I’ve already covered most of this in the last section but specific mention should go to the way the game handles the slightly bizarre disconnect between the series’ two timelines. I’m assuming a level of familiarity with the plot of the two games but, for those unaware, they essentially cast the player in the role of a guy in the present experiencing the genetic memories of his ancestors through a big machine. In the first game this manifested in the player being taken out of game-proper just as you were getting into the swing of things and dumped back into the present day to listen to a big diatribe from your corporate captor (yes, the game features an evil corporation. Quelle surprise) and go to bed.

The sequel keeps you in Italy for most of the game, only pulling you out two or three times over the course. It’s actually infrequent enough that you start to warm to the moments you do spend outside of the Animus, becoming a welcome break from the main setting rather than an annoying distraction. Unfortunately these brief narrative segments are still no-way near compelling enough to justify themselves. Still, you do get to do more than just have a lie down.


The biggest problem I had with the first game: you couldn’t assassinate people. No matter how stealthily you made your way to the targets, dispatching guards before they knew you were there and avoiding archers in the distance from spotting you, the final confrontation was always a standard fight, followed by guards chasing you through the city. The infuriating thing was that I remember engineering situations where, by any normal application of logic, I should have been able to kill my target without ever being noticed. I even once stood on a roof overlooking my victim and tried to leap onto him while stabbing him with my hidden blade. Instead Altair jumped off of the roof, fumbled around a bit and then engaged in a standard sword fight. It struck me as a glaring omission.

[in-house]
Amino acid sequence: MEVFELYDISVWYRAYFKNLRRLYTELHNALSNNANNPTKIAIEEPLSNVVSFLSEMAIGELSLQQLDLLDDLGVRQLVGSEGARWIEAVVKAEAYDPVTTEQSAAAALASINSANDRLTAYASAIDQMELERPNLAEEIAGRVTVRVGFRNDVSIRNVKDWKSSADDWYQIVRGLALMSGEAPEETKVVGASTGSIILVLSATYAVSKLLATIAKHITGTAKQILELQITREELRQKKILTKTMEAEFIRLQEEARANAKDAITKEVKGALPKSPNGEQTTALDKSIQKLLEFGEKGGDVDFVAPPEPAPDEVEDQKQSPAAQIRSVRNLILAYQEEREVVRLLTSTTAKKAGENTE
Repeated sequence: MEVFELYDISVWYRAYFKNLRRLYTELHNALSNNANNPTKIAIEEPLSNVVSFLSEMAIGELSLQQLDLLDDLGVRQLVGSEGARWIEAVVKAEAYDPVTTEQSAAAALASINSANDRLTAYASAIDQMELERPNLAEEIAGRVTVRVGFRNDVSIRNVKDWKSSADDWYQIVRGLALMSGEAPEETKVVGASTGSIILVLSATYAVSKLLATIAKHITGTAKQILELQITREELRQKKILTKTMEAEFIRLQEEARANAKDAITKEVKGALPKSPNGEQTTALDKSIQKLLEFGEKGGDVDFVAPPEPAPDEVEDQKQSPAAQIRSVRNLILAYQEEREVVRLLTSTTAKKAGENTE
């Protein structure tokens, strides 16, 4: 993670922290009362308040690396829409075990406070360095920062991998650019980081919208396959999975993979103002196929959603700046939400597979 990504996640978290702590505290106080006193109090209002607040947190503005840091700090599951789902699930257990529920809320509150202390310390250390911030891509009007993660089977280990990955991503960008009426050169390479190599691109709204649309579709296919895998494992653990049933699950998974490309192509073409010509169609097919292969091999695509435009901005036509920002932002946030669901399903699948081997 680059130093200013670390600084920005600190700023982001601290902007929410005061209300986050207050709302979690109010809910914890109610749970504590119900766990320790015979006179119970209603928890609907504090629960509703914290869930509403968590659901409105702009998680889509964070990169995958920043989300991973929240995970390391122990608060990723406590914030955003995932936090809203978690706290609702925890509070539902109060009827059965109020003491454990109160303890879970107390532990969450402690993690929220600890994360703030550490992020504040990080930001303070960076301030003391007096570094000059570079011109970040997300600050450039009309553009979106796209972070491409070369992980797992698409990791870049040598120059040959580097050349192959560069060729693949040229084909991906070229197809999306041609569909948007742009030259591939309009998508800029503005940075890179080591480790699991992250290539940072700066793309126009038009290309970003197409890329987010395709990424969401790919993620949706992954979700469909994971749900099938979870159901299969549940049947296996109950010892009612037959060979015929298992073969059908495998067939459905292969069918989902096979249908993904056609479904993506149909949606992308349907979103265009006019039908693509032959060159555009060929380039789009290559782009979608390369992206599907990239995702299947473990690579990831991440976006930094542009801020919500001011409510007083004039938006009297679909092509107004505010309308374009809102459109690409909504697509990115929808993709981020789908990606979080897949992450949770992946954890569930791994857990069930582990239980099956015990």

The sequel allows you to leap onto your target while stabbing him with your hidden blade. You can assassinate while hanging from ledges and even when hidden in hay bales. There are more assassinations to perform, both in the main mission and in side quests, and most of them allow for a silent kill. Mess it up and you’re back to a series of fights to kill your target but, with the increased number of missions, messing one up feels less like a wasted opportunity as it does a motivation to learn from your mistakes and be more careful next time.

Collectible Motivation